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The Journal of Cardiovascular Surgery 2019 August;60(4):518-25

DOI: 10.23736/S0021-9509.18.10443-5

Copyright © 2018 EDIZIONI MINERVA MEDICA

lingua: Inglese

Aortic treatment in connective tissue disease

Giovanni TINELLI 1 , Marco FERRARESI 1, Amelia C. WATKINS 2, Adrien HERTAULT 3, Raphael SOLER 4, Richard AZZAOUI 3, Dominique FABRE 4, Jonathan SOBOCINSKI 3, Stéphan HAULON 4

1 Vascular Unit, Department of Cardiovascular Surgery, Gemelli Foundation IRCCS, School of Medicine, Sacred Heart Catholic University, Rome, Italy; 2 Department of Cardiothoracic Surgery, Stanford University, Stanford, CA, USA; 3 Aortic Center, Lille University Hospital, Lille, France; 4 Aortic Center, Marie Lannelongue Hospital, Paris Sud University, Le Plessis Robinson, France


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Connective tissue disease (CTD) represents a group of genetic conditions characterized by disruptive matrix remodeling. When this process involves aortic and vascular wall, patients with CTD have a high risk of developing arterial aneurysms, dissections and ruptures. Open surgical repair is still the gold standard therapy for patients with CTD with reasonable morbidity and mortality risk. The surgical treatment of CTD often requires multiple operations. In the endovascular era, fenestrated and branched stent grafts may play a role in reducing the complications of multiple open operations. Although the long-term results of endovascular treatment in the setting of CTD are unknown, it is generally accepted that endovascular treatment is restricted to selected patients with high surgical risk. In an emergency setting, endovascular intervention can serve as a lifesaving bridge to elective open aortic repair. Aortic centers performing a large volume of complex open and endovascular aortic repairs have started to combine these two techniques in a staged fashion. The goal is to reduce the morbidity and mortality associated with extensive aortic repairs in CTD patients. For this reason, recommend endovascular therapy when a “graft-to-graft” approach is possible. In this scenario, the surgeon who performs the open repair must take into consideration future interventions. Surgical repair in any aortic segment should allow creation of proximal and distal landing zones over 4 cm to secure the sealing of a future stent graft. Connective tissue disease should be treated with a multidisciplinary approach, in high volume centers. Endovascular treatment represents a potential option in patients at high risk for open repair. Staged hybrid procedures have emerged as a way to reduce spinal cord ischemia and avoid multiple open surgeries. The aim of this article is to discuss the management of aortic diseases in CTD, focusing on to the role of standard open surgery and emerging endovascular treatment, and to give an overview of the few series published regarding this topic with a small number of patients.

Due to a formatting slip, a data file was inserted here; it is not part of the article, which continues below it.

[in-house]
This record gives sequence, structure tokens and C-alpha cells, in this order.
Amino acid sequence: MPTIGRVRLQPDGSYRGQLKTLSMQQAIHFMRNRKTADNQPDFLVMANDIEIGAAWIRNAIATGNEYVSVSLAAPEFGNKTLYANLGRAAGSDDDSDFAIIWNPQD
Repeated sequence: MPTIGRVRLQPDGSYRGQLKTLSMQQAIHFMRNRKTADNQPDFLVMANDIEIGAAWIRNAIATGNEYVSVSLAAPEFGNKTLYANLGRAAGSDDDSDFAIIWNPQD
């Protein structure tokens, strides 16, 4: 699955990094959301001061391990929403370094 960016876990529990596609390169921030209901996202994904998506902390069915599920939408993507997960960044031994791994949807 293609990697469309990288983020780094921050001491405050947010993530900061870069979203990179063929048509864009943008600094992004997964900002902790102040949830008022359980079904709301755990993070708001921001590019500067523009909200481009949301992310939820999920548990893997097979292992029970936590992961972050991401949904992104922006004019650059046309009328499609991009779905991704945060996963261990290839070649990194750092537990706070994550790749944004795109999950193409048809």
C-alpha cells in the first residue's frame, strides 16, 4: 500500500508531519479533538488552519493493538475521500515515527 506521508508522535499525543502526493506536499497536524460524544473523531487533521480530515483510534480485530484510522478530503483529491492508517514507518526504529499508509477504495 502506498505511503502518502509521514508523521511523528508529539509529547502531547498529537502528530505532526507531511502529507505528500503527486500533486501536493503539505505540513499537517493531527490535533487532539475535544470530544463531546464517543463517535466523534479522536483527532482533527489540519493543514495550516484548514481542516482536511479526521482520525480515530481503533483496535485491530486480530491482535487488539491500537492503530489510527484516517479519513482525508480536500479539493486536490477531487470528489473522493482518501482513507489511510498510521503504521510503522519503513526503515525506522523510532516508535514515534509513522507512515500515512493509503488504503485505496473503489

KEY WORDS: Connective tissue diseases; Aortic treatment; Vascular surgical procedures

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